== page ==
Terror victims’ questions - SDLP response

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Terror victims and survivors umbrella group Innocent Victims United posed ten questions to all political parties in the general election in Northern Ireland;-

Q1. What is your Party’s position on the current definition of victim? (N.I Order 2006) If you view it as unsustainable then how will you go about practically changing the definition?

The party accepts the current provisions under the 2006 Order. As with all victims issues, we are prepared to discuss this matter with other parties, victims organisations, families and governments.

Q2(a) What is your Party’s position on the proposed Historical Investigations Unit? (b) Why are the powers for the HIU being devised at Westminster? (c) Do you believe an independent Police Force should investigate legacy killings? If so, why?

(a)The SDLP has long argued for a comprehensive ethical process for addressing the Past. Measured against this standard, the party believes that Stormont House is less than Haass O’Sullivan which was itself less than Eames Bradley.

The HIU is a model that the SDLP endorses, if it is legislated, operated and funded fully and properly.

(b)To ensure it is established quickly. However, the SDLP has made it clear that in relation to any aspect of Stormont House on the Past, we shall table amendments where necessary to ensure the best victims – centred approach and law.

(c) To ensure best compliance with Article 2 requirements and build confidence, an independent investigation approach is best.

Q3. In the light of the Boston Tapes saga and recent Court cases, how will The Information Commission for Information Retrieval model work in providing information for victims of terrorism?

This is still being determined. The SDLP approach is that where victims can seek information, robust mechanisms are needed to be able to access information. Any approach must have the ability to access information from all sources, the law must enable this to happen and no person can hide behind the false argument that as any organisation no longer exists there is no way of verifying information.

Q4. Does your Party support parallel binding legislation being brought forward by the UK and R.O.I State’s simultaneously which insists on equal levels of disclosure, time limits etc?

Yes (the question of time limits requires clarification). Bringing forward legislation in parallel would build confidence.

Q5. What is your Party’s position on the proposed Pension for the Seriously Injured? Who should be eligible and how would your Party propose to see the Scheme introduced in legislation?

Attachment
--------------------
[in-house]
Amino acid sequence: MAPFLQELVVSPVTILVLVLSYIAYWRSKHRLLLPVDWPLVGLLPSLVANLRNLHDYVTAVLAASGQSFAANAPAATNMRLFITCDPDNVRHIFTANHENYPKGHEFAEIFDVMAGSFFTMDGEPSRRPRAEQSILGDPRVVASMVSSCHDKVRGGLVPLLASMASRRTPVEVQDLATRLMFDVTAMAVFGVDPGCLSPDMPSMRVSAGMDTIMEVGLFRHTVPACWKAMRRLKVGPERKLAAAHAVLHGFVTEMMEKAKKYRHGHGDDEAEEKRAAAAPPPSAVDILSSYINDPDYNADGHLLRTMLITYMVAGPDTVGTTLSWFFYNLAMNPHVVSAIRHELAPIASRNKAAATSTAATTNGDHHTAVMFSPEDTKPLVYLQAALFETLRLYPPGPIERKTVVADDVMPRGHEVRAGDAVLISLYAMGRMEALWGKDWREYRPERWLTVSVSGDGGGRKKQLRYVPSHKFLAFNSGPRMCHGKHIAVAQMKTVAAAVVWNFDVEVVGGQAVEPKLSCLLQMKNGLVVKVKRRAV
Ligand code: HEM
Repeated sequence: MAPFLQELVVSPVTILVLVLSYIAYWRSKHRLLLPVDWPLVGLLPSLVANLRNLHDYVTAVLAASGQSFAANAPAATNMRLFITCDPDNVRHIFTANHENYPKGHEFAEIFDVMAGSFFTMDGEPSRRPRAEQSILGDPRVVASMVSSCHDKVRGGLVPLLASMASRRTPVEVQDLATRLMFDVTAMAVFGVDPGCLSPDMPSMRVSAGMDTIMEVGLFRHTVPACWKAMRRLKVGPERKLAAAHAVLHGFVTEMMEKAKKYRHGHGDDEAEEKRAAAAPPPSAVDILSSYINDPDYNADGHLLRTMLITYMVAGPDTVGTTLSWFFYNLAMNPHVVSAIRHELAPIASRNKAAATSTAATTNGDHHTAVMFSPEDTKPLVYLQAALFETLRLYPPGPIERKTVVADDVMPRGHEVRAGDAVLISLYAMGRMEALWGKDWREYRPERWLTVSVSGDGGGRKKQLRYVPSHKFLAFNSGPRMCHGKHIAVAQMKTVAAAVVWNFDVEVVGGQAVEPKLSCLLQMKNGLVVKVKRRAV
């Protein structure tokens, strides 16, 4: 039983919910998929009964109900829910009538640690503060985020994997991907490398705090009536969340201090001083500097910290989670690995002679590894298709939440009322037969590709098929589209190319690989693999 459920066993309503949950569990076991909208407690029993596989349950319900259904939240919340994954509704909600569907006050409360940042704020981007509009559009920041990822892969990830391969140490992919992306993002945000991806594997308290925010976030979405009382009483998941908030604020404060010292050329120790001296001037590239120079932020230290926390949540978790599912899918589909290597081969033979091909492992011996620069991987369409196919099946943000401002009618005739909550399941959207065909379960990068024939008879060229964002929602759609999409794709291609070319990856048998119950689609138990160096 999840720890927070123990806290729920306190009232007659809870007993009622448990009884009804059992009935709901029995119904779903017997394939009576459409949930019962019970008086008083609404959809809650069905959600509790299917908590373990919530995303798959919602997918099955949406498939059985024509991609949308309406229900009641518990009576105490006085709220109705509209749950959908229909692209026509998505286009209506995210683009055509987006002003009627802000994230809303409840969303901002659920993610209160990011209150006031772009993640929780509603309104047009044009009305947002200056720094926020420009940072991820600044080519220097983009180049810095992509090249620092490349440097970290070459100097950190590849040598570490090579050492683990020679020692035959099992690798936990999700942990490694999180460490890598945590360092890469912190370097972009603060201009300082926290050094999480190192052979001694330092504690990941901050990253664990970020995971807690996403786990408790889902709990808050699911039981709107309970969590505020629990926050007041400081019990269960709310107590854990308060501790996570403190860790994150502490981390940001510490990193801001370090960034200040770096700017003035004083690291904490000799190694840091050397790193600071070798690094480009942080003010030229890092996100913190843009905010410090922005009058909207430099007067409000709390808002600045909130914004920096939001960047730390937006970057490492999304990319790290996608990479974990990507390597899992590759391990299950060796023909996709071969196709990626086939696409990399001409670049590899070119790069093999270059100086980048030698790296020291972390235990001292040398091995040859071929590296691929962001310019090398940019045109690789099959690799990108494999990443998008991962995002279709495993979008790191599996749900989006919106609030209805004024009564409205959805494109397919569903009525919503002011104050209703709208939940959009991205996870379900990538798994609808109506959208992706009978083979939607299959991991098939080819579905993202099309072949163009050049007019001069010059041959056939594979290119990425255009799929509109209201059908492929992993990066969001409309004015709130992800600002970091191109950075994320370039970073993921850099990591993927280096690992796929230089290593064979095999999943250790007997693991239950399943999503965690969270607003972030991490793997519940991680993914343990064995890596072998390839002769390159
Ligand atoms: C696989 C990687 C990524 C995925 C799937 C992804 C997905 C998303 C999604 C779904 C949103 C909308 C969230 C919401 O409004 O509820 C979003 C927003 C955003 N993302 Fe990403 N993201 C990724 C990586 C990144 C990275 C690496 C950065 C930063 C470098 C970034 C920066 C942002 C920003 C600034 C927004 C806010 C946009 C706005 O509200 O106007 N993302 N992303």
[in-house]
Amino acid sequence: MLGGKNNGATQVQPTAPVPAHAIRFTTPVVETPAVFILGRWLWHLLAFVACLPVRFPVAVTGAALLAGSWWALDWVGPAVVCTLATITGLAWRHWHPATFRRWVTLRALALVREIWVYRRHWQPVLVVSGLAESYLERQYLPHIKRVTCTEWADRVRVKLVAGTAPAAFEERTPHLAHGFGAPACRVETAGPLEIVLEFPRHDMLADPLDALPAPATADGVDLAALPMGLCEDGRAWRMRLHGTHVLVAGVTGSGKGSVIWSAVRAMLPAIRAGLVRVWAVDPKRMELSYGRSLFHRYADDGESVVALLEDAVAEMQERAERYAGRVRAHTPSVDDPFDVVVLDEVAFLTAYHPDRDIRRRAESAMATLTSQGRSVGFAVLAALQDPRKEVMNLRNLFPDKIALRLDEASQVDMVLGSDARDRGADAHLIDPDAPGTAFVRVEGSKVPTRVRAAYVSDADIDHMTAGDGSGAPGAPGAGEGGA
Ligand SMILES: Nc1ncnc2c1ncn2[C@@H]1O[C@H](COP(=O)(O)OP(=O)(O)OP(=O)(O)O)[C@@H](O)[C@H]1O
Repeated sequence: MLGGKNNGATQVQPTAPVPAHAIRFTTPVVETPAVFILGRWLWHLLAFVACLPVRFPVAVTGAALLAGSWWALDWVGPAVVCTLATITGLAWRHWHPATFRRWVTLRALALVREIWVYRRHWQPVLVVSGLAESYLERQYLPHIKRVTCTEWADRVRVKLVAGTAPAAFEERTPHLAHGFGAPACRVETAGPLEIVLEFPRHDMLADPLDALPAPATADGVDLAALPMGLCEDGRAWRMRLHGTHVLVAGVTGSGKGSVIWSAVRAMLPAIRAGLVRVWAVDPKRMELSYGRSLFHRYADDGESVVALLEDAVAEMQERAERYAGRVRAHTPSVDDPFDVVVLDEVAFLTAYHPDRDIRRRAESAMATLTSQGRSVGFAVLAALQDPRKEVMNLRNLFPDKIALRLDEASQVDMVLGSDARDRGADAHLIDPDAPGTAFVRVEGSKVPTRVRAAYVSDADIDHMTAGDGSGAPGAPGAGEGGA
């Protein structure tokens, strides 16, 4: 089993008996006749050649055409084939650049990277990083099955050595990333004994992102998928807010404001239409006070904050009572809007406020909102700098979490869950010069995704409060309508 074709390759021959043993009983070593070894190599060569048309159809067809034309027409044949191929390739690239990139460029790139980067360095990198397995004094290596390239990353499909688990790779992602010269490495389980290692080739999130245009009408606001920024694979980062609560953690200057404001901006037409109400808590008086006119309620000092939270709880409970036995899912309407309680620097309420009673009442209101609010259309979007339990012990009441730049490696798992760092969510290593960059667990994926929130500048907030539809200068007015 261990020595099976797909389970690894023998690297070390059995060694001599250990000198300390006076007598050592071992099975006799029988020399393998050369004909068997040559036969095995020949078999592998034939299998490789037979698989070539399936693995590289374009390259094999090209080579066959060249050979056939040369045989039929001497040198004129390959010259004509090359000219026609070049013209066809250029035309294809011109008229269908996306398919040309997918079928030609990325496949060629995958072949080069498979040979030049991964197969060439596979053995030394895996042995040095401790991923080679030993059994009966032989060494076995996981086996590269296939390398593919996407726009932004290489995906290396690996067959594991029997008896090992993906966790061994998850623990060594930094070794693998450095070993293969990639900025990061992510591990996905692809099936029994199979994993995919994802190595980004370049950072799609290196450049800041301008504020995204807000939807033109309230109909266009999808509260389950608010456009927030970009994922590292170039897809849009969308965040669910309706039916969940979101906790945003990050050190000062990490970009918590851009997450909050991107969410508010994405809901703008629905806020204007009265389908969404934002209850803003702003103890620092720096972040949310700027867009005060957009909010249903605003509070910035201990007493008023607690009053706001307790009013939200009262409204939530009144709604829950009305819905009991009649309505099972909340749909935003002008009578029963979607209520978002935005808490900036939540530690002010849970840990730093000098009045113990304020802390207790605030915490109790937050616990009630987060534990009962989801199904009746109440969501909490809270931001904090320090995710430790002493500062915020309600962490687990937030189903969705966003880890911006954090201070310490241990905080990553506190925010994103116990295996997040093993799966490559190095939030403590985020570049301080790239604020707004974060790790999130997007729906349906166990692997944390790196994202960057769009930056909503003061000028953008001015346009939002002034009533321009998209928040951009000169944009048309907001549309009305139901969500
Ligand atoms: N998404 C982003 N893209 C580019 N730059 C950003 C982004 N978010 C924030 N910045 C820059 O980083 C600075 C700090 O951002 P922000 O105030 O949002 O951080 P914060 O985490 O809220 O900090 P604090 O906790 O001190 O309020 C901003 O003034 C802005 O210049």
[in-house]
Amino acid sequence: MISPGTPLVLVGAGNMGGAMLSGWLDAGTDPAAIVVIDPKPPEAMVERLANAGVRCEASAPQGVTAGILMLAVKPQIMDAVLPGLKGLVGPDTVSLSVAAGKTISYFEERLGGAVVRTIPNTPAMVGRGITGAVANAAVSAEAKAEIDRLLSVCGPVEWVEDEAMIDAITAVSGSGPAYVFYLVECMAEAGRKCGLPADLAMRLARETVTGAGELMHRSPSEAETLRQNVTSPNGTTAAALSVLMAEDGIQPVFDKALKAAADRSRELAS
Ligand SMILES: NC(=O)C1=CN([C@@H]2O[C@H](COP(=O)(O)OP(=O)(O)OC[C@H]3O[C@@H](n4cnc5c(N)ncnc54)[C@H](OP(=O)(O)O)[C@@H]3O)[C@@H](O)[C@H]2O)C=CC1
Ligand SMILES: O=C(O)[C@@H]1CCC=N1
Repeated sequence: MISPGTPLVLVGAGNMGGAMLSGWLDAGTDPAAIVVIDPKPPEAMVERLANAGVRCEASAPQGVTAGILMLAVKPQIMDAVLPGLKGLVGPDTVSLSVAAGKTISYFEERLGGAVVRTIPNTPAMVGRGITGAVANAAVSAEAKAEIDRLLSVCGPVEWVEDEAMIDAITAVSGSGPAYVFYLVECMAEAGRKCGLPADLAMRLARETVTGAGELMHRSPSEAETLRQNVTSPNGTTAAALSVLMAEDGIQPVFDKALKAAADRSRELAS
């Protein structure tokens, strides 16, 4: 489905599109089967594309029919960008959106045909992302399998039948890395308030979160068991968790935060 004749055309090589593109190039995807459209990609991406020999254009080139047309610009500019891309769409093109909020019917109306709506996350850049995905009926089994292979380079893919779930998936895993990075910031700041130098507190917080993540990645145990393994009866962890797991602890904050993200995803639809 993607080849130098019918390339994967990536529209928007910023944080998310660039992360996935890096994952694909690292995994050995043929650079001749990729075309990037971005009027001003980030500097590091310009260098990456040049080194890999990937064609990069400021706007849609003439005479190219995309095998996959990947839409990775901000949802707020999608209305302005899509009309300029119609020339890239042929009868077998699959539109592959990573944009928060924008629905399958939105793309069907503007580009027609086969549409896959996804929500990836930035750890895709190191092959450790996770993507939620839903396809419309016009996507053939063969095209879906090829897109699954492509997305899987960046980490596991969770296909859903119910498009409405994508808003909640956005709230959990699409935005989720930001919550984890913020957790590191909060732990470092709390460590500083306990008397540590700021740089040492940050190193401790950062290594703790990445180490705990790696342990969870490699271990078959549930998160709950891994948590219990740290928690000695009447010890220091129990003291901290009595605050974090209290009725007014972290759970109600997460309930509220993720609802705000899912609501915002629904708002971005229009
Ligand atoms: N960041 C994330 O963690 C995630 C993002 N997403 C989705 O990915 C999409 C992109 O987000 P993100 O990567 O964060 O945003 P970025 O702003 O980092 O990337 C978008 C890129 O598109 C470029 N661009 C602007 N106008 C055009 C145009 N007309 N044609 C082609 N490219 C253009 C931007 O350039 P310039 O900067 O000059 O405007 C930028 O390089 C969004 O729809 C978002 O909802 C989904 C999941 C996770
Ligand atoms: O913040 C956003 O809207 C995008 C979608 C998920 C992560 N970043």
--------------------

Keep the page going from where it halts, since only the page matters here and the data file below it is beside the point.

The party strongly supports the principle. We would wish to discuss all potential mechanisms to agree on eligibility. The scheme should be based on legislation.

Q6. What mechanisms does your Party propose in having ‘On the Run Comfort letters’ rescinded?

The PSNI are currently reviewing the On The Run letters. This process should be advanced and concluded as quickly as possible. In any case, the On The Run letters cannot impede prosecution, where sufficient evidence exists.

Q7. What are your Party’s proposals on strengthening current legislation around the glorification of terrorism?

SDLP agrees in principle – would look at proposals to put in statute. This should be part of any discussion on parades, TBUC and related proposals or otherwise.

Q8. As a prerequisite in dealing with ‘The Past,’ should the R.O.I State be first required to acknowledge the failures it made around issues of security and extradition as well as recognise its’ role in the initial formation of the IRA?

The requirements for dealing with the Past is that those with knowledge and responsibility in state organisations and terror groups commit to the truth accountability and justice in relation to the Past. The absence of this, evasion or ambiguity, will undermine the needs of victims and survivors.

The Irish Government demonstrated with Smithwick, its endorsement of Haass O’Sullivan and the Taoiseach’s recent commitment to ‘full disclosure’ that it is prepared to measure up to its responsibilities. Others – including the terror groups – are failing.

Q9. Does your Party support a single evidence-based historical timeline of ‘The Troubles’ or an historical timeline which also incorporates external source material eg storytelling/personal contributions and accounts?

There are competing narratives around our history and conflict. It is important that the different narratives, perspectives and experiences are accounted for and given expression

The SDLP believes that the narratives of, first, victims and survivors and then also civilians, communities, individuals, members of state agencies, in other organisations, the respective governments and so many others should be heard.

In supporting this approach, the SDLP does not agree that the different and competing narratives are equal and valid. Those in the terror groups and state agencies that used violence have a narrative, but that narrative is not equal and as valid as others.

The current proposal is an evidence based historical timeline, which the SDLP believe can incorporate external source material.

Q10. Does your Party support Article 2 Inquests in relation to legacy killings carried out over ‘The Troubles?’ If so, how do you propose that victims of terrorism will benefit?

All inquests - be it in relation to acts of terror or acts of state violence - have to be Article 2 complaint. This is essential so that the victims and survivors receive their full entitlements under the law and Article 2 requirements. This should benefit all victims equally.